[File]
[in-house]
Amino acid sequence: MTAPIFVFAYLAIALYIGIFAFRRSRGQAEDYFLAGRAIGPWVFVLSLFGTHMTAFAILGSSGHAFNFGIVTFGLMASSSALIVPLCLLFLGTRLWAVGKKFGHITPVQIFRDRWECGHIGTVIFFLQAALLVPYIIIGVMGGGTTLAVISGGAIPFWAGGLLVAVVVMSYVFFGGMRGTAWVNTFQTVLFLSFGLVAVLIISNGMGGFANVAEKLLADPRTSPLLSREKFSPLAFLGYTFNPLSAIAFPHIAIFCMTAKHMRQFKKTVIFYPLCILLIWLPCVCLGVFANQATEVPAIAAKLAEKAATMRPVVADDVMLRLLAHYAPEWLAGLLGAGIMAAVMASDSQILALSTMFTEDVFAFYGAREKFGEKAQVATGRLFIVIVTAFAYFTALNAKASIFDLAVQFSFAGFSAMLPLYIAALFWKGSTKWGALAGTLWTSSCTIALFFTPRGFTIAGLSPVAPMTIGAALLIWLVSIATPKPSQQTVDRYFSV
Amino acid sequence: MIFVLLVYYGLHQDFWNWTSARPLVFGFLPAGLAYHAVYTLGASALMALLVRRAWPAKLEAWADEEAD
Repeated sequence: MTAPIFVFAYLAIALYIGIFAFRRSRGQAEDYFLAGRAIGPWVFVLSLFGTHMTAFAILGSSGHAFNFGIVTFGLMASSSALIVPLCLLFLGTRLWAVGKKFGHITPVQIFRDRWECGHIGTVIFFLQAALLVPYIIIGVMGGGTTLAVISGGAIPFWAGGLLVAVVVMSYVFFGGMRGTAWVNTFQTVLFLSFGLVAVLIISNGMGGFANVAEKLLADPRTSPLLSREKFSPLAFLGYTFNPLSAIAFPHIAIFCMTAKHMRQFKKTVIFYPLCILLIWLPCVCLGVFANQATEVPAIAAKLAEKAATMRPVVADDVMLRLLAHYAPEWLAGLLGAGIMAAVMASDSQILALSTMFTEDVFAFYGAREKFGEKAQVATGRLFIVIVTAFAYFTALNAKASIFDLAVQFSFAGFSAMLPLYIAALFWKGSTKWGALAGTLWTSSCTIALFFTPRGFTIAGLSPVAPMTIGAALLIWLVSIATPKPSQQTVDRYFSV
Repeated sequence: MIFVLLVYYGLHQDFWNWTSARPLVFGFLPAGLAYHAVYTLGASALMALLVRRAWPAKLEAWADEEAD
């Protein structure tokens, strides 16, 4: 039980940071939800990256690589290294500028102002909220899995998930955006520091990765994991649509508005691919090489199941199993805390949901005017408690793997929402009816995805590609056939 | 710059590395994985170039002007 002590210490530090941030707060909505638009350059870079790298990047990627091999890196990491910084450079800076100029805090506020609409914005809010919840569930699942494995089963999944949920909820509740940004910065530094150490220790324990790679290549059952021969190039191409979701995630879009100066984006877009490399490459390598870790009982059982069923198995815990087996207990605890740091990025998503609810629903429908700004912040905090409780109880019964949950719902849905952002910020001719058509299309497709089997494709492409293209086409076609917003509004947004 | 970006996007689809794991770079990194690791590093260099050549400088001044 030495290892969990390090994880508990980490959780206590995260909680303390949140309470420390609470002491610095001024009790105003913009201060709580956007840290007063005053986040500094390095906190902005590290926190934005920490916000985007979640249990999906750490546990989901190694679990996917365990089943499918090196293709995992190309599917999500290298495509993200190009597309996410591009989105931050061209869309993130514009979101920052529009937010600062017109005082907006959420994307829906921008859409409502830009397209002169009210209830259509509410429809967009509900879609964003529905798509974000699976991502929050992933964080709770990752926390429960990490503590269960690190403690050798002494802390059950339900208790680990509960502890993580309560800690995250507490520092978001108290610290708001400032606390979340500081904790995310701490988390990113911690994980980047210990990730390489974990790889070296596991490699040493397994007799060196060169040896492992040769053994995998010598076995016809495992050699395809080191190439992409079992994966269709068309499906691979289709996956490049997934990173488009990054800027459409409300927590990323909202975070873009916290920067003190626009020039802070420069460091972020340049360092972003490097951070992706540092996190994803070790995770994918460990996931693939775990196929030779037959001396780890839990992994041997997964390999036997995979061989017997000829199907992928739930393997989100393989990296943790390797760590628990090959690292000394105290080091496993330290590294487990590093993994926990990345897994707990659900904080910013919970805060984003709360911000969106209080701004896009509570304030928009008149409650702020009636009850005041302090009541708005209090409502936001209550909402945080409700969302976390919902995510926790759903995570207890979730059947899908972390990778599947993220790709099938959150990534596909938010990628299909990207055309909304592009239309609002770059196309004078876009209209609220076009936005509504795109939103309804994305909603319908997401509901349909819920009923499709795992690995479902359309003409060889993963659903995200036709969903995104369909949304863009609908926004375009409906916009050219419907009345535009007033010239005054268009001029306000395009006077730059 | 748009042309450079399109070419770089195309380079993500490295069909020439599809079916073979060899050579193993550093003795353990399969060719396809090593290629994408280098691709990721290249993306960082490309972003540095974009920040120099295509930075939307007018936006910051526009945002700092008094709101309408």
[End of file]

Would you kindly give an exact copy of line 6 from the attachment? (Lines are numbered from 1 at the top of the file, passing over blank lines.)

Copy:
């Protein structure tokens, strides 16, 4: 039980940071939800990256690589290294500028102002909220899995998930955006520091990765994991649509508005691919090489199941199993805390949901005017408690793997929402009816995805590609056939 | 710059590395994985170039002007 002590210490530090941030707060909505638009350059870079790298990047990627091999890196990491910084450079800076100029805090506020609409914005809010919840569930699942494995089963999944949920909820509740940004910065530094150490220790324990790679290549059952021969190039191409979701995630879009100066984006877009490399490459390598870790009982059982069923198995815990087996207990605890740091990025998503609810629903429908700004912040905090409780109880019964949950719902849905952002910020001719058509299309497709089997494709492409293209086409076609917003509004947004 | 970006996007689809794991770079990194690791590093260099050549400088001044 030495290892969990390090994880508990980490959780206590995260909680303390949140309470420390609470002491610095001024009790105003913009201060709580956007840290007063005053986040500094390095906190902005590290926190934005920490916000985007979640249990999906750490546990989901190694679990996917365990089943499918090196293709995992190309599917999500290298495509993200190009597309996410591009989105931050061209869309993130514009979101920052529009937010600062017109005082907006959420994307829906921008859409409502830009397209002169009210209830259509509410429809967009509900879609964003529905798509974000699976991502929050992933964080709770990752926390429960990490503590269960690190403690050798002494802390059950339900208790680990509960502890993580309560800690995250507490520092978001108290610290708001400032606390979340500081904790995310701490988390990113911690994980980047210990990730390489974990790889070296596991490699040493397994007799060196060169040896492992040769053994995998010598076995016809495992050699395809080191190439992409079992994966269709068309499906691979289709996956490049997934990173488009990054800027459409409300927590990323909202975070873009916290920067003190626009020039802070420069460091972020340049360092972003490097951070992706540092996190994803070790995770994918460990996931693939775990196929030779037959001396780890839990992994041997997964390999036997995979061989017997000829199907992928739930393997989100393989990296943790390797760590628990090959690292000394105290080091496993330290590294487990590093993994926990990345897994707990659900904080910013919970805060984003709360911000969106209080701004896009509570304030928009008149409650702020009636009850005041302090009541708005209090409502936001209550909402945080409700969302976390919902995510926790759903995570207890979730059947899908972390990778599947993220790709099938959150990534596909938010990628299909990207055309909304592009239309609002770059196309004078876009209209609220076009936005509504795109939103309804994305909603319908997401509901349909819920009923499709795992690995479902359309003409060889993963659903995200036709969903995104369909949304863009609908926004375009409906916009050219419907009345535009007033010239005054268009001029306000395009006077730059 | 748009042309450079399109070419770089195309380079993500490295069909020439599809079916073979060899050579193993550093003795353990399969060719396809090593290629994408280098691709990721290249993306960082490309972003540095974009920040120099295509930075939307007018936006910051526009945002700092008094709101309408």